I always said that my son is very strong willed and as much it can be a pain in the ass, I know he will be an excellent leader some day. Parenting a strong willed child is not an easy task. It takes a huge amount of patience and love.
The past couple of years,I learned some tricks that helped me parent him without giving in and be able to usually avoid a power struggle.
(1) Time outs don't work - I read on some sites that some parents resorted to spanking their child when the time out method failed. I REFUSE to do this. What I did: I confiscate one of his toys. If he screams and protests, I take another toy away. I tell him that the more he shouts or protests, the more toys I take away. The first time I did this, I had a garbage bag full of toys and he had to earn them back one by one. The last few times I had to confiscate toys, I only had to take one away from him. He learned that by fighting or shouting like an idiot or by taking a tantrum would not only would he fail at getting his own way, he would have a toy taken away from him.
(2) Give the proper tools - Once the initial crisis has passed, we have discussions and sometimes even role play a given scenario. We encourage him to give us examples on what would be the correct behavior and what isn't. We give examples on when it is a good time to have a strong will, when it is a good time to lead vs using it to get his own way.
(3) Praise the good behavior - I noticed that my child responds much better towards positive behavior. We have reward charts and stickers that praise his positive behavior.
(4) Hands on learning - Philip likes to see for himself why he can or cannot do a certain thing. If the overall outcome would not hurt him (ie. put his hand in an electrical outlet) I let him see for himself and what are the consequences to his actions. Some of the best lessons I have learned in my life were from trial and error. For example, last winter, he didn't want to wear his coat. So, I let him go outside without one but brought the coat outside with me. Once he realized how cold he was, he decided to put his coat on! Pick your battles. I learned that once I loose my patience and engage in a screaming match, I lost. I will NOT back down and figured out that sometimes letting your kid walk outside to see for himself that it is cold out is so much less stressful than a power struggle first thing in the morning.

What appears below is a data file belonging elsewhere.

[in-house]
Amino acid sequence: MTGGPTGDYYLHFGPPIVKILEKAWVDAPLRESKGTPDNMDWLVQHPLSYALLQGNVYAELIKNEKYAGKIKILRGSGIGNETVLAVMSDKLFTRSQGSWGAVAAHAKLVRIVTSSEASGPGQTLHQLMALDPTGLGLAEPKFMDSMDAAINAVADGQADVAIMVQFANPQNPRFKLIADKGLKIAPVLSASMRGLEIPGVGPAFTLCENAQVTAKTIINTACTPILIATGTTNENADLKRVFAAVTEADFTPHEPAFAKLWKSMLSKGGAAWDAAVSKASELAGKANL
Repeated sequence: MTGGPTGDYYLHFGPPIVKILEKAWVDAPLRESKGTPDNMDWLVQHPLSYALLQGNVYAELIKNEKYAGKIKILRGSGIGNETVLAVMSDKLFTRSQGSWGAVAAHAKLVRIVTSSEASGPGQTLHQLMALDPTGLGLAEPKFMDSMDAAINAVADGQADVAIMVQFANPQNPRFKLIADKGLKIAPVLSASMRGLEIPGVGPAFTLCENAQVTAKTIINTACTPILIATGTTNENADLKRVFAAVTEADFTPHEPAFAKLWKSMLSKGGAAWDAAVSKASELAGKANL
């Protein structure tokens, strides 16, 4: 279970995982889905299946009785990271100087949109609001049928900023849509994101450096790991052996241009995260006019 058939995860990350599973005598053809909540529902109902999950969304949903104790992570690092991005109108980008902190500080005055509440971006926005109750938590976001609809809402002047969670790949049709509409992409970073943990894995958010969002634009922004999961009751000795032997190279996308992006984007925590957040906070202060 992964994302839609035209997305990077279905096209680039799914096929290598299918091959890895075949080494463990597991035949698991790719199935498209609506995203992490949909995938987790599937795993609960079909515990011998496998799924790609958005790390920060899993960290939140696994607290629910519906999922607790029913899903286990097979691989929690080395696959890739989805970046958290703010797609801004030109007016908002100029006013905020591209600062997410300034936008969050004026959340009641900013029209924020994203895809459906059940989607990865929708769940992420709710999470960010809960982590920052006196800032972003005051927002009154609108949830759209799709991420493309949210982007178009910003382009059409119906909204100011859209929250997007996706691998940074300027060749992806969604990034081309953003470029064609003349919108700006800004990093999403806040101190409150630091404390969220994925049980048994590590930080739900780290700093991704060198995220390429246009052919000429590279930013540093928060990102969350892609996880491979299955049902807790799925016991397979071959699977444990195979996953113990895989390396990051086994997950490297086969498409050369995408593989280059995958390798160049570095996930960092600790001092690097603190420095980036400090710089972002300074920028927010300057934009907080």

(5) Offer choices - Philip doesn't like being told what to do. Instead of a power struggle, I tend to pick my battles. I give him choices whenever I can (I let him pick a snack but I give him the options of a fruit or other healthy food choice) He likes routine so getting him to brush his teeth before bed or in the morning isn't a struggle but if it is, I usually ask him "what do we do in the morning?" He will name off a few things like putting on his shoes or getting his lunch out of the fridge so I would then ask him "Do you rather put your shoes on then brush your teeth? Remember, you need to brush them before you leave" Usually, we come to an agreement and he is willing to cooperate.
(6) Anticipate bad behavior - Before going to the store or school, I remind him the behavior I expect him to have and tell him the consequences to his behavior. If he is good, he is permitted to watch TV or play a videogame on my phone. If he misbehaves, he has those privileges taken away.
(7) Reward system- For exceptional behavior, he gets a sticker. We put them on our calendar in the kitchen (right in his vision) and he sees them while he is at the table. By the end of the month, if he collects the majority of stickers, he chooses an activity or we buy a certain inexpensive toy he has been asking for.
(8) A little understanding and empathy goes a long way - sometimes, to avoid a power struggle, I would tell him that I understand how he feels. For example, we wanted to see the movie Pete's Dragon and I made arrangements with my local cinema to have his birthday party there. When the cinema emailed me to tell me that the movie was no longer available but they had other kid-friendly options, I hated to break the news to him but I told him what happened. He got mad and started to protest. I told him that no matter how hard he argues, I cannot change the cinema's decision but I can arrange for him to get the movie when it comes out on DVD (maybe it would be a gift from Santa?) because not being able to see a highly anticipated movie is disappointing. I suggested an alternative movie and he seemed excited over the prospect.
Parenting a strong willed kid is one of the hardest things I have to do but with some patience and some creative thinking on my part, it can be manageable while setting limits and boundaries. The last thing you want to do is to give in.